During the debate, Committee Chairman Yariv Levin from Netanyahu’s Likud party expelled from the room Both MK Gilon and Hadash Jewish MK Dov Khenin who tried to defend Zoabi. Gilon later returned to take part in the vote (Khenin is not a committee member).

Haaretz reports:

The Knesset committee recommended rescinding from Zuabi three key privileges usually granted to Knesset Members. One is the privilege to exit the country – which is supposed to prevent Zoabi from fleeing Israel if she commits a felony or has debts in Israel.

Another privilege is carrying a diplomatic passport, which according to the Knesset’s legal adviser, is a privilege that does not grant diplomatic immunity so revoking it would not make it more difficult for Zuabi to fulfill her duties.

The third privilege is the right to have the Knesset cover litigation fees of an MK if he or she is put on trial.

The revocation of Zuabi’s privileges is conditional on the approval of the Knesset plenum.

Zuabi has been receiving death threats in recent days, and there was even a Facebook group calling to execute her. She became the first MK to have bodyguards escorting her even inside the Knesset, after last week several Knesset members tried to prevent her from speaking, and came near to physically attacking her, as can be seen in this video:

UPDATE: Here the rest of MK Zoabi’s speech at the Knesset, this time with English subtitles. Notice the way Knesset chairman Rubi Rivlin (Likud) defended Zoabi (for most part); too bad he stood almost alone against so many house members. Rivlin also said today that the Knesset has reached an “intolerable low” this week.

Arab MK Ahmed Tibi also received death threats today. An anonymous called told his that “your days are numbered. If a beloved Prime Minister was murdered, what’s killing you compared to that?”. You can here the threats (in Hebrew) on the audio player in this report. Notice the comments to the article, many of them claiming Tibi “deserves it”. Arab MK Taleb el-Sana received today death threats by fax. There was also a Facebook group calling to burn him.

UPDATE: MK Tibi received another letter today, saying he has six more months to live.

You don’t have to look far in order to find the people inciting the public against the Arab MKs. This morning, all Arab Knesset members received a letter from their colleague MK Michael Ben-Ari – a known racist and the student of the late Rabi Meir Kahana, whose movement, Kach, was outlawed both in Israel and in the US – informing them that:

“Tomorrow the Knesset committee will decide on revoking the immunity of the Knesset Members who are collaborating with the enemy. The first debate will be regarding your friend MK Zoabi, who led the terror flotilla to Gaza.

“After we deal with her your turn will come! The people had enough with the use of Israeli democracy to destroy the state. Tomorrow it will be Zoabi, and next week yourselves!”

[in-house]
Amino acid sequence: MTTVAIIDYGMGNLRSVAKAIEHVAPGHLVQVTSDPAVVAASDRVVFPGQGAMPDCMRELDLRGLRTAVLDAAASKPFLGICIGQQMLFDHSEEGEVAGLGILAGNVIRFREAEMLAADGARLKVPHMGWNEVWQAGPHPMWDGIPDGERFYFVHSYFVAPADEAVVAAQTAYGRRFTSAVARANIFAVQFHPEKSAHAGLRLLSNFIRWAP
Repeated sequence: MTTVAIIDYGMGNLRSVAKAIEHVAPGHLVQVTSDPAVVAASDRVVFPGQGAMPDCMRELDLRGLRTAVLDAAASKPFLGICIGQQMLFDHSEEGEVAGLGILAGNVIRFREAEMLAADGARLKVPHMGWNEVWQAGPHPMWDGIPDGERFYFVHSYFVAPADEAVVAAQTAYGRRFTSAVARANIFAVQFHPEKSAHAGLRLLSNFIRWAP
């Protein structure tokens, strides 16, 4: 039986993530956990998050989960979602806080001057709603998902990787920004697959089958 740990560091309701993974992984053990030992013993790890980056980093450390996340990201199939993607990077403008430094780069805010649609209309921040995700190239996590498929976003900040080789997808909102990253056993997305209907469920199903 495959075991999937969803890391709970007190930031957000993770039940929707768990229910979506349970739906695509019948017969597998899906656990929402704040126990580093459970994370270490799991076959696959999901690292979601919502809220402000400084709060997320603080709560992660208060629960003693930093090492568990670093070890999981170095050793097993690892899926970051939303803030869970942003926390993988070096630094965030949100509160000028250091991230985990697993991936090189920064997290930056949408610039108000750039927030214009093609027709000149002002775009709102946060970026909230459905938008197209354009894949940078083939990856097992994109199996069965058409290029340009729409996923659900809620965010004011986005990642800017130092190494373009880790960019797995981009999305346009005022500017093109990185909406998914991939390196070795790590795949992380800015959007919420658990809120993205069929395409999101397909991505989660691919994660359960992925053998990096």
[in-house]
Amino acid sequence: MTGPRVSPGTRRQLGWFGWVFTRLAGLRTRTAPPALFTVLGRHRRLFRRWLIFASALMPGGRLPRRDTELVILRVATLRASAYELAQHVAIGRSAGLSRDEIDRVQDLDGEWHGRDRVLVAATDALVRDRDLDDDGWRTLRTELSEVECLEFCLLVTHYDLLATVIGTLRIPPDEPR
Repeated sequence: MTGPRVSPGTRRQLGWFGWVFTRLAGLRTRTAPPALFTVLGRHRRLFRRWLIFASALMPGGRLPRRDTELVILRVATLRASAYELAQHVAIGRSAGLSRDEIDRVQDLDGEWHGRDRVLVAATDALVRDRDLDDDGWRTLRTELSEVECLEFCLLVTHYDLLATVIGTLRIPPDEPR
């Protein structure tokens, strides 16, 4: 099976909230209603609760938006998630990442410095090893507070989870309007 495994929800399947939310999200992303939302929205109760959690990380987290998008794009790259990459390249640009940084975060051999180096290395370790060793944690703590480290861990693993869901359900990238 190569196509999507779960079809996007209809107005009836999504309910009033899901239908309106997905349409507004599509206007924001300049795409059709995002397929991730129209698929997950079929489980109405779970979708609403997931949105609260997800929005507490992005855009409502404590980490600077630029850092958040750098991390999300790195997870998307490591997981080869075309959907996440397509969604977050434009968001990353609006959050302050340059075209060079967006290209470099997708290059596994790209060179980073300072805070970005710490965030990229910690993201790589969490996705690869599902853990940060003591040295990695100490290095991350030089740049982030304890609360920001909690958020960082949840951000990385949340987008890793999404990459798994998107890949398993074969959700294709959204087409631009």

—————————–

More flotilla news:

●  The IDF had formed its own internal investigating committee to the raid, led by General (res.) Giora Eiland.

●  It seems that Israel will also appoint a legal inquiry committee into the flotilla, with international experts as observers. The panel won’t be able to collect testimonies from soldiers and officers, and will deal mainly with the legal aspects of the attack. Clearly, this is not the investigation the UN and European community demanded, and the question is whether the White House will accept it (I wrote here why it shouldn’t).

●  Egypt authorities informed today that Gaza border will stay open indefinitely. This is a great victory for the flotilla, but Israel might benefit from this move as well, as it makes Gaza more of Cairo’s problem, something Egypt has been trying to avoid.


Flotilla | New Mavi Marmara pictures raise more questions regarding IDF attack

Posted: June 6th, 2010 | Author: | Filed under: In the News, media, the US and us, war | Tags: , , , , , , , , , , , , | 9 Comments »

Turkish paper Hurriyet published pictures of captive IDF soldiers inside the Mavi Marmara (see them here) during the Israeli raid on the ship. IDF spokesperson already declared that “this is clear proof of Israel’s repeated claims, that the boat was carrying mercenaries, whose sole purpose was to kill the soldiers.”

But to me these pictures raise even more questions. It seems that the people on the Mavi Marmara actually kept the soldiers alive – rather than “lynch” them, as Israel claims. This might also explain why the battle against unarmed civilians took so long: Could it be that the nine casualties weren’t just the result of an attempt to protect the life of the soldiers at the moment they were attacked, but rather the outcome of a violent rescue operation?

Since the Gilad Shalit kidnapping, there is a standing order in Israel not to let any IDF soldier to be captured alive, even if it means risking his own life – let alone the life of the people around him.

Another thought: could it be that the bullet injuries few IDF soldiers suffered occurred during this rescue attempt?  Maybe it was IDF shots that caused them?